Anybody remember the children’s book series, “Where’s Waldo?”

It’s okay if you’ve never heard of it or don’t remember, because I’m going to give you a little bit of background information about the book. Is that alright with you? Cool!

”Where’s Waldo?” was actually one of my favorite book series, and I got even more excited when I learned that it would also be turned into a TV show.

“Where’s Waldo?” was first released in 1978, by illustrator Martin Handford. In the book, Handford did an outstanding job of introducing his readers to the main character—Waldo —a distinctively dressed man, who sets off on a world-wide hike, traveling to everyday places like the beach or the ski slopes to the zoo and other exciting places.

“Where’s Waldo?” featured twelve separately detailed, two-page illustrated scenes of the different locations. But here is what made the book so fascinating to me, and to others who were fans of the book like me.

On each of the two-page illustrated scenes, Waldo is located somewhere amongst the crowded scene. The readers of the book are asked to look at each scene to locate our lost traveler—Waldo.

Each scene is accompanied by a postcard from Waldo to the reader, where he introduces the scene to the reader and subsequently comments on his travels. Waldo then sets out on his journey, equipped with twelve items to help him on his travels.

At the very end of the book, there is a checklist of other things that Waldo wants the reader to find on each page. Readers are asked to go back to the beginning, re-explore each scene, and then locate the other objects, gag items and people in each picture.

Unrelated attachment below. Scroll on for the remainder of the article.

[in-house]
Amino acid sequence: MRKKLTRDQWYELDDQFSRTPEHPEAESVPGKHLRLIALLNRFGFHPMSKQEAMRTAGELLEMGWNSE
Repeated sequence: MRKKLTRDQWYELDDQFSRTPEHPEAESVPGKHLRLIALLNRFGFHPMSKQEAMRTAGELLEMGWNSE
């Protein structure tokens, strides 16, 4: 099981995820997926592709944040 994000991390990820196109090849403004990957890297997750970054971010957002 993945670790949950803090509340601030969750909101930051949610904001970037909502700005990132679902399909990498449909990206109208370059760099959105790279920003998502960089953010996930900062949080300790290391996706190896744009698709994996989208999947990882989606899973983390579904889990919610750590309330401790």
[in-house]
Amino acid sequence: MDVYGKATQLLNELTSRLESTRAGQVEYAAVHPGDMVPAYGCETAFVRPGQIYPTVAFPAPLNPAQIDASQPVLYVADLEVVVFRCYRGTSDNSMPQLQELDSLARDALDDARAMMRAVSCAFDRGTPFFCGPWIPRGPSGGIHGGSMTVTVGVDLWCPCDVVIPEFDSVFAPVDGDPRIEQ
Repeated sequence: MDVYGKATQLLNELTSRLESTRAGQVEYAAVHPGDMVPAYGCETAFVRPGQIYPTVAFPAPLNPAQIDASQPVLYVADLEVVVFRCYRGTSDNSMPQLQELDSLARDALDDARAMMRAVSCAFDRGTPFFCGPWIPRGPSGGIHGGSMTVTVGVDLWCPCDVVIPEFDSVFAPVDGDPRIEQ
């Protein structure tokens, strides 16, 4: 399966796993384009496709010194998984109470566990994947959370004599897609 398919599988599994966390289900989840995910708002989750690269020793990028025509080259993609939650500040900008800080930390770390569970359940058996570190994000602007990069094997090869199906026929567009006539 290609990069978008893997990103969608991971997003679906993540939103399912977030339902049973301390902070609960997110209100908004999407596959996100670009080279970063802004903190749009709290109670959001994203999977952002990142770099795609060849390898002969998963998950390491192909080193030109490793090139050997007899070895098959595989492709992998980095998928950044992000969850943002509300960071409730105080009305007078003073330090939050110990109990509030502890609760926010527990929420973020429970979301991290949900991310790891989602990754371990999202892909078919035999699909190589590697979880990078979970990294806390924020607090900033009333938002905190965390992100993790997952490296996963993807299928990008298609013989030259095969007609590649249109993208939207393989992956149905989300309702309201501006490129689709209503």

All-in-all, “Where’s Waldo?” made for an interesting time, particularly because they did not make it easy for the reader to find Waldo or his clues.

I know you are probably asking yourself, “Why in the world am I talking to you about a children’s book?” Well, I am glad you asked, because I have a question for you.

As an observer of the political landscape in your respective cities, have you found there to be any similarities between the character Waldo in the book, and many of the people who choose to run for office?

Let me be more specific. Have you had any trouble locating many of the people who choose to run for office, especially after they lose an election?

I can tell you that I have. Let me go further.

So many times I see people who claim to be public servants, or who seek to want to represent the community as public servants, avoid the public as servants. Let me be a little clearer, in case I confused someone with that last sentence.

I believe you can always tell a tree by the fruit it bears. If individuals who run for public office were truly public servants, they would continue to serve the community even if they lose their election.

I need you all to think about what I’m saying for a minute, if you will, before you start judging me.

Do any of you honestly remember even half of the folks who knocked on your door, sent you some literature, called your house, showed up at your church, that were running for office just within the past year or two?